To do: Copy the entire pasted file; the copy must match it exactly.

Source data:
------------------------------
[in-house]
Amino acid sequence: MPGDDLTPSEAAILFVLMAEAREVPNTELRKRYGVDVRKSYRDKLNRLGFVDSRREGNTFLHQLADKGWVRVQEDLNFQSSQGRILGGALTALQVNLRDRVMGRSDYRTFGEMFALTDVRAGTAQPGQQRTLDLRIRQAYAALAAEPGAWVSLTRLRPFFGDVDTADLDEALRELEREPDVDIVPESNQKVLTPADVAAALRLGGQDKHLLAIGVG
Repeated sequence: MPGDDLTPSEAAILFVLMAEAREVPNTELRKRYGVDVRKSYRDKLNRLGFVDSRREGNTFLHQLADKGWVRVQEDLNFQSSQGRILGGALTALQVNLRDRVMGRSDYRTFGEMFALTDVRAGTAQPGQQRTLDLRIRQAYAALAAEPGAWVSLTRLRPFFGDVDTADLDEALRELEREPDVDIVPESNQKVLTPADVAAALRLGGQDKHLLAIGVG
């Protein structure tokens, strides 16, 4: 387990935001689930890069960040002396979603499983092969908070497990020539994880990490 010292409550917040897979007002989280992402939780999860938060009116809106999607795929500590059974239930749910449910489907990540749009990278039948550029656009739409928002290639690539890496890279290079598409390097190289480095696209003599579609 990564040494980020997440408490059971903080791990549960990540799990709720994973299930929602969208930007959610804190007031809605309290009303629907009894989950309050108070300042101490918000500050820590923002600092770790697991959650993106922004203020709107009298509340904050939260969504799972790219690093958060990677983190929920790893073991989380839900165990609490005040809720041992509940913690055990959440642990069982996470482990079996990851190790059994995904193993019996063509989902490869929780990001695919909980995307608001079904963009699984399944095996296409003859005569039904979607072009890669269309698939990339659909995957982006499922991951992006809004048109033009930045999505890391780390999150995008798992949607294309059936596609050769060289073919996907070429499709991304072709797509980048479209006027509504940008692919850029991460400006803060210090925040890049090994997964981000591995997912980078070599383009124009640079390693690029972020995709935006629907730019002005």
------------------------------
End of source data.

[in-house]
Amino acid sequence: MPGDDLTPSEAAILFVLMAEAREVPNTELRKRYGVDVRKSYRDKLNRLGFVDSRREGNTFLHQLADKGWVRVQEDLNFQSSQGRILGGALTALQVNLRDRVMGRSDYRTFGEMFALTDVRAGTAQPGQQRTLDLRIRQAYAALAAEPGAWVSLTRLRPFFGDVDTADLDEALRELEREPDVDIVPESNQKVLTPADVAAALRLGGQDKHLLAIGVG
Repeated sequence: MPGDDLTPSEAAILFVLMAEAREVPNTELRKRYGVDVRKSYRDKLNRLGFVDSRREGNTFLHQLADKGWVRVQEDLNFQSSQGRILGGALTALQVNLRDRVMGRSDYRTFGEMFALTDVRAGTAQPGQQRTLDLRIRQAYAALAAEPGAWVSLTRLRPFFGDVDTADLDEALRELEREPDVDIVPESNQKVLTPADVAAALRLGGQDKHLLAIGVG
């Protein structure tokens, strides 16, 4: 387990935001689930890069960040002396979603499983092969908070497990020539994880990490 010292409550917040897979007002989280992402939780999860938060009116809106999607795929500590059974239930749910449910489907990540749009990278039948550029656009739409928002290639690539890496890279290079598409390097190289480095696209003599579609 990564040494980020997440408490059971903080791990549960990540799990709720994973299930929602969208930007959610804190007031809605309290009303629907009894989950309050108070300042101490918000500050820590923002600092770790697991959650993106922004203020709107009298509340904050939260969504799972790219690093958060990677983190929920790893073991989380839900165990609490005040809720041992509940913690055990959440642990069982996470482990079996990851190790059994995904193993019996063509989902490869929780990001695919909980995307608001079904963009699984399944095996296409003859005569039904979607072009890669269309698939990339659909995957982006499922991951992006809004048109033009930045999505890391780390999150995008798992949607294309059936596609050769060289073919996907070429499709991304072709797509980048479209006027509504940008692919850029991460400006803060210090925040890049090994997964981000591995997912980078070599383009124009640079390693690029972020995709935006629907730019002005």